- The U.S. Supreme Court case South Dakota v. Wayfair established that e-commerce retailers could be required to collect and remit sales tax.
- Each state has its own rules to determine which businesses are required to collect sales tax. Generally, you don’t have to collect sales tax if you make minimal sales and don’t have a presence in the state.
- E-commerce businesses should consider technologies and consult with experts when determining sales tax rates to avoid penalties and fees for unpaid tax.
- This article is for e-commerce business owners who want to stay on top of their sales tax obligations.
Staying updated on changing sales tax laws can be challenging for even the savviest entrepreneurs and small business owners. Add in legislation changes, and you’re looking at myriad regulations to sort through. Understanding sales tax laws is especially complex if you’re in e-commerce and conduct business with customers from multiple states.
We’ll explain what e-commerce business owners need to know about interstate sales tax regulations, what you can do to stay on top of these changes and common mistakes to avoid.
Aside from complex sales tax regulations, e-commerce challenges for business owners also include ensuring proper cybersecurity practices, keeping up with competitive pricing and order fulfillment issues.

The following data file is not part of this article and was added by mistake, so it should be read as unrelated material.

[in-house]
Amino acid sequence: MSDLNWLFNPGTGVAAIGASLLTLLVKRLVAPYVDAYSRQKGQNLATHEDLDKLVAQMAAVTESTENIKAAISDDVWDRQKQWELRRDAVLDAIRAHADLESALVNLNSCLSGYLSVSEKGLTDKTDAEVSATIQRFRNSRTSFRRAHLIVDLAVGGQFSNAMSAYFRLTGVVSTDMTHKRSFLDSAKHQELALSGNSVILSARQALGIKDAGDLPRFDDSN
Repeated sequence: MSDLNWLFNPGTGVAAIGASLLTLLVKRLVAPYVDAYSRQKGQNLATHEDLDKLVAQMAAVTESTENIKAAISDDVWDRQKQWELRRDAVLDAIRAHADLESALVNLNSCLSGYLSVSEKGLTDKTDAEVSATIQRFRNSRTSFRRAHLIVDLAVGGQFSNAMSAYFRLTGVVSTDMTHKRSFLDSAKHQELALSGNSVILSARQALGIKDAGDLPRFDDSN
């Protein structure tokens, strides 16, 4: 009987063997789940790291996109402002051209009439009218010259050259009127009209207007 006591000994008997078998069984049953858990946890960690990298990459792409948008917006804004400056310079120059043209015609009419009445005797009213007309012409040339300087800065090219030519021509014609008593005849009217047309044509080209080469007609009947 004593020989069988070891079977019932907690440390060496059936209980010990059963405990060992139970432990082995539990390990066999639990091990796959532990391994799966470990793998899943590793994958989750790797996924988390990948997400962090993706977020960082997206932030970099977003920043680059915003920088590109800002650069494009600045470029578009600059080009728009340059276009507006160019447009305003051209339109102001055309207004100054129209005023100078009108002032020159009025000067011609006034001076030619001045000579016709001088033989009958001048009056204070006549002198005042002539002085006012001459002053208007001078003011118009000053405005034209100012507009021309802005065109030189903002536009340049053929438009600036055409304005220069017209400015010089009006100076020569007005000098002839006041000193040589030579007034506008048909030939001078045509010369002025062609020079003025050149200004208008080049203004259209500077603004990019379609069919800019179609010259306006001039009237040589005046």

Do you have to collect and remit sales tax on e-commerce sales?
If you do a substantial amount of business in any state or meet other qualifications, you must assess sales tax, collect it and remit the tax to the proper tax authorities within the prescribed time. Except for wholesale items, raw materials and sales made to nonprofits, U.S. retail businesses can be required to collect sales tax on the goods they sell.
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As a small business owner selling online, you must monitor constantly evolving online business laws for every state where you do business.
What is a sales tax nexus and how does it affect e-commerce businesses?
A sales tax nexus determines the relationship between your business and the state or taxing jurisdiction. For brick-and-mortar stores, this is typically easy. The store’s physical presence establishes the relationship between the taxing jurisdiction and the business.
However, in 2018, a Supreme Court ruling in South Dakota v. Wayfair Inc. changed how e-commerce businesses collect and remit sales tax. States can now force out-of-state sellers to collect sales tax even if the sellers don’t have a physical presence in the state.
Here’s what you need to know about the sales tax nexus.
1. Sales tax nexus regulations differ from state to state.